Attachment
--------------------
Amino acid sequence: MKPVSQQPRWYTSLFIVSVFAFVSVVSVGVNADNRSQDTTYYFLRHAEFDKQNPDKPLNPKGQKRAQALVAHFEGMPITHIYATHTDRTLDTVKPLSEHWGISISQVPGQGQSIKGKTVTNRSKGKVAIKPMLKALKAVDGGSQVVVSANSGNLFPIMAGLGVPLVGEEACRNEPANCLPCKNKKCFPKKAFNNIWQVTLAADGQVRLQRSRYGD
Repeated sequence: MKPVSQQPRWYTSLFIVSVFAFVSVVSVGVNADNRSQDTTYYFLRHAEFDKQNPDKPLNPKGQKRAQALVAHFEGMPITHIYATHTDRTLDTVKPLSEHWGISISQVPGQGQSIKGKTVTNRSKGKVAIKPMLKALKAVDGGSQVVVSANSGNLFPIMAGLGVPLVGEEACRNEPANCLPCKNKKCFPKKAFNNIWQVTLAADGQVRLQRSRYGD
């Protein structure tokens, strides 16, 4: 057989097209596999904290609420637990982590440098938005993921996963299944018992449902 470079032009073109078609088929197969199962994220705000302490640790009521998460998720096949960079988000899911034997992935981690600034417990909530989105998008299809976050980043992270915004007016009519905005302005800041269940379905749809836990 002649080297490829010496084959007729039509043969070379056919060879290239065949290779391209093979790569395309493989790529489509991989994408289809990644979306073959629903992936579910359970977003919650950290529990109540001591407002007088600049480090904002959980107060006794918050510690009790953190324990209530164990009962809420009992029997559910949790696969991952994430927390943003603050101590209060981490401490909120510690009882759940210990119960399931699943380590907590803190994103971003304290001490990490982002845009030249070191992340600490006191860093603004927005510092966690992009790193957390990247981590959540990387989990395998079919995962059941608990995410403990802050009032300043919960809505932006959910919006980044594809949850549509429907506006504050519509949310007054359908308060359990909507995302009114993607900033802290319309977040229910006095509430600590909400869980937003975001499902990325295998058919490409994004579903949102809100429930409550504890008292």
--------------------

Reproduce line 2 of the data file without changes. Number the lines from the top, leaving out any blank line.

Repeated sequence: MKPVSQQPRWYTSLFIVSVFAFVSVVSVGVNADNRSQDTTYYFLRHAEFDKQNPDKPLNPKGQKRAQALVAHFEGMPITHIYATHTDRTLDTVKPLSEHWGISISQVPGQGQSIKGKTVTNRSKGKVAIKPMLKALKAVDGGSQVVVSANSGNLFPIMAGLGVPLVGEEACRNEPANCLPCKNKKCFPKKAFNNIWQVTLAADGQVRLQRSRYGD